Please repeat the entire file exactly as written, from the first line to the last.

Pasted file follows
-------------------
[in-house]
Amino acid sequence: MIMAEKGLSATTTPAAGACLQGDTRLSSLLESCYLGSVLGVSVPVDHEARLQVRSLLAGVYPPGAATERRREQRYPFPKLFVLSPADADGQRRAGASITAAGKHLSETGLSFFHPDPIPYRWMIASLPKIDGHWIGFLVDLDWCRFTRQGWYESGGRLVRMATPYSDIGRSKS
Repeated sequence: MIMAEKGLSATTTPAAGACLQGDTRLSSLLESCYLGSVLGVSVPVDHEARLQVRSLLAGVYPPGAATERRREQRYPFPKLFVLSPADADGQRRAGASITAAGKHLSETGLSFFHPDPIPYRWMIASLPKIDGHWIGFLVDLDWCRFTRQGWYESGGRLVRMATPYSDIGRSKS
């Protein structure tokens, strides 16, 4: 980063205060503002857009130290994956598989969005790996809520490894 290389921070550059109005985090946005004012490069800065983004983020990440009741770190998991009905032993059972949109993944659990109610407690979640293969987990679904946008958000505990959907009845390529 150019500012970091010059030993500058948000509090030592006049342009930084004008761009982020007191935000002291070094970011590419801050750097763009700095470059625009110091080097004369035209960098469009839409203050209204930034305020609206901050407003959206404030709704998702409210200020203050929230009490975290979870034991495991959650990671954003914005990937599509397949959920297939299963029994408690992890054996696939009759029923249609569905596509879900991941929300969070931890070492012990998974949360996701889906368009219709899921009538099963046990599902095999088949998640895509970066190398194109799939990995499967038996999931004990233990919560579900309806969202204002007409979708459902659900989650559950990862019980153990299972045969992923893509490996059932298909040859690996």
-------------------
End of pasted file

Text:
[in-house]
Amino acid sequence: MIMAEKGLSATTTPAAGACLQGDTRLSSLLESCYLGSVLGVSVPVDHEARLQVRSLLAGVYPPGAATERRREQRYPFPKLFVLSPADADGQRRAGASITAAGKHLSETGLSFFHPDPIPYRWMIASLPKIDGHWIGFLVDLDWCRFTRQGWYESGGRLVRMATPYSDIGRSKS
Repeated sequence: MIMAEKGLSATTTPAAGACLQGDTRLSSLLESCYLGSVLGVSVPVDHEARLQVRSLLAGVYPPGAATERRREQRYPFPKLFVLSPADADGQRRAGASITAAGKHLSETGLSFFHPDPIPYRWMIASLPKIDGHWIGFLVDLDWCRFTRQGWYESGGRLVRMATPYSDIGRSKS
């Protein structure tokens, strides 16, 4: 980063205060503002857009130290994956598989969005790996809520490894 290389921070550059109005985090946005004012490069800065983004983020990440009741770190998991009905032993059972949109993944659990109610407690979640293969987990679904946008958000505990959907009845390529 150019500012970091010059030993500058948000509090030592006049342009930084004008761009982020007191935000002291070094970011590419801050750097763009700095470059625009110091080097004369035209960098469009839409203050209204930034305020609206901050407003959206404030709704998702409210200020203050929230009490975290979870034991495991959650990671954003914005990937599509397949959920297939299963029994408690992890054996696939009759029923249609569905596509879900991941929300969070931890070492012990998974949360996701889906368009219709899921009538099963046990599902095999088949998640895509970066190398194109799939990995499967038996999931004990233990919560579900309806969202204002007409979708459902659900989650559950990862019980153990299972045969992923893509490996059932298909040859690996």